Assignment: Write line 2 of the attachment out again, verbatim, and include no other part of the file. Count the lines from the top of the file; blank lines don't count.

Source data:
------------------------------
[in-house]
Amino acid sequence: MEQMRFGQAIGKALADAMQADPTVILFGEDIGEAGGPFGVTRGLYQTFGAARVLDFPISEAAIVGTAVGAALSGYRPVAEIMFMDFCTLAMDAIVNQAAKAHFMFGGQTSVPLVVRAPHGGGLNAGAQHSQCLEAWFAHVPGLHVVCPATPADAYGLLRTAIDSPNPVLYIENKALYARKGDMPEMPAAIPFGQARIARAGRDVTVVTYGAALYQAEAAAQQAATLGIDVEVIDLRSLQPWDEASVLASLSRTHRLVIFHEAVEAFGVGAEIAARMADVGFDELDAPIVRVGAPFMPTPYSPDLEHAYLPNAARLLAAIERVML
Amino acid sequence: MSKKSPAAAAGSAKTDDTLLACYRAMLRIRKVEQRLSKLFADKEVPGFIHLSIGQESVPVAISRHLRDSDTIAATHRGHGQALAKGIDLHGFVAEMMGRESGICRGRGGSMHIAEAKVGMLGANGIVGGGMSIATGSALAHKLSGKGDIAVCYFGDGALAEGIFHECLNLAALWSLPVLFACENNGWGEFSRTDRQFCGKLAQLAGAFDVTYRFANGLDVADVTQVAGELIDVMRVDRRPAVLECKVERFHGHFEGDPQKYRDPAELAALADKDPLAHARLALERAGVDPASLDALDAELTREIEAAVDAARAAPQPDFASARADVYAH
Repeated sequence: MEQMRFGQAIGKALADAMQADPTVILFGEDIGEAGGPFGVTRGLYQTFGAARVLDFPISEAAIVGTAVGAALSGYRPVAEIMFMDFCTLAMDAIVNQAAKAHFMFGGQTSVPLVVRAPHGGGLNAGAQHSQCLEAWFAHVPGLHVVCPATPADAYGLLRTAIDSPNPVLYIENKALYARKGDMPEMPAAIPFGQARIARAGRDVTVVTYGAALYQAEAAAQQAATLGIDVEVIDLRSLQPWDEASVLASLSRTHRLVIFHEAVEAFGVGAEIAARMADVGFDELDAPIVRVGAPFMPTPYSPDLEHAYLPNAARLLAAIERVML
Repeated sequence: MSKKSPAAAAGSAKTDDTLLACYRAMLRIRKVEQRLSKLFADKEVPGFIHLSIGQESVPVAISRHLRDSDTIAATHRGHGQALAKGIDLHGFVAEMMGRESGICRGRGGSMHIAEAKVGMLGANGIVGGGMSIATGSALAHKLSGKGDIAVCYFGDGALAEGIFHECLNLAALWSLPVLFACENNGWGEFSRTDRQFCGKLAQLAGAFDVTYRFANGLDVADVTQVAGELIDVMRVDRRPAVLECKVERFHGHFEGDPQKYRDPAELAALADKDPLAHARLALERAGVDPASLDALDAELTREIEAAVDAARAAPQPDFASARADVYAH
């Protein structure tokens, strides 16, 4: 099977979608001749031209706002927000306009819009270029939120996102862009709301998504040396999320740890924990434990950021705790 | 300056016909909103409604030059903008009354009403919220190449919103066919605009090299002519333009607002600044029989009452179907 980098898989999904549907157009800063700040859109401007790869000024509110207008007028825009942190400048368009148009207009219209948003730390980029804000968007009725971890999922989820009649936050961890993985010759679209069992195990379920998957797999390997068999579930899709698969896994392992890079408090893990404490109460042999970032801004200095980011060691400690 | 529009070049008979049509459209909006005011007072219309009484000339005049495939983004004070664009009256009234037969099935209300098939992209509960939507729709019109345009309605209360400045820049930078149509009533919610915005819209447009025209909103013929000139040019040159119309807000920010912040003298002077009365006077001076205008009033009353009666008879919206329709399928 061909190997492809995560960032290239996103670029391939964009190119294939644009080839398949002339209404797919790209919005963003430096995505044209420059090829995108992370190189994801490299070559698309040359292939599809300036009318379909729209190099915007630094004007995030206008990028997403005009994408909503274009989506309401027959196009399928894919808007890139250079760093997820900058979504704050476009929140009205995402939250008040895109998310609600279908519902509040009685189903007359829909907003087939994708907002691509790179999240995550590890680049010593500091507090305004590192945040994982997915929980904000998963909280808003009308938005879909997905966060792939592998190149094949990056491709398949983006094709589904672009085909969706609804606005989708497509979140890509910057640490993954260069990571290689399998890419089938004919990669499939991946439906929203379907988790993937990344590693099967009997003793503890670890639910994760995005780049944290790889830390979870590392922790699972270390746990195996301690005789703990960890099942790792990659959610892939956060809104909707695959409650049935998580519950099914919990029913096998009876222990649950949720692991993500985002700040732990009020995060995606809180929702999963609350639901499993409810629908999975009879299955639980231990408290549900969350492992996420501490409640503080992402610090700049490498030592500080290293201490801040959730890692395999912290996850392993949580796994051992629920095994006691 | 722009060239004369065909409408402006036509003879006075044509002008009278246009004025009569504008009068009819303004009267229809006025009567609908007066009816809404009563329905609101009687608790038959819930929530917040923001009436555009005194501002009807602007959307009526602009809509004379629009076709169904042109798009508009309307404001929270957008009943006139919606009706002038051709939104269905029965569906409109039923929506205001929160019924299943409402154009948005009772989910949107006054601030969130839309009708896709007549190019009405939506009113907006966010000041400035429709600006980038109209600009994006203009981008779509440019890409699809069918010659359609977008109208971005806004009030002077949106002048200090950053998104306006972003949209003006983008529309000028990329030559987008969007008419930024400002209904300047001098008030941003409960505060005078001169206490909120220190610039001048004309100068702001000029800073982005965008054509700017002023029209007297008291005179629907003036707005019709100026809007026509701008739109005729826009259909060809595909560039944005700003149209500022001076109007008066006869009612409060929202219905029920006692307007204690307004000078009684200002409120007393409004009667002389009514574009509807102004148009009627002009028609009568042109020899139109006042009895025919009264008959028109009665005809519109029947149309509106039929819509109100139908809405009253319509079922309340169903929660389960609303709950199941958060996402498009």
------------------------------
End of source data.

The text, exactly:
Amino acid sequence: MEQMRFGQAIGKALADAMQADPTVILFGEDIGEAGGPFGVTRGLYQTFGAARVLDFPISEAAIVGTAVGAALSGYRPVAEIMFMDFCTLAMDAIVNQAAKAHFMFGGQTSVPLVVRAPHGGGLNAGAQHSQCLEAWFAHVPGLHVVCPATPADAYGLLRTAIDSPNPVLYIENKALYARKGDMPEMPAAIPFGQARIARAGRDVTVVTYGAALYQAEAAAQQAATLGIDVEVIDLRSLQPWDEASVLASLSRTHRLVIFHEAVEAFGVGAEIAARMADVGFDELDAPIVRVGAPFMPTPYSPDLEHAYLPNAARLLAAIERVML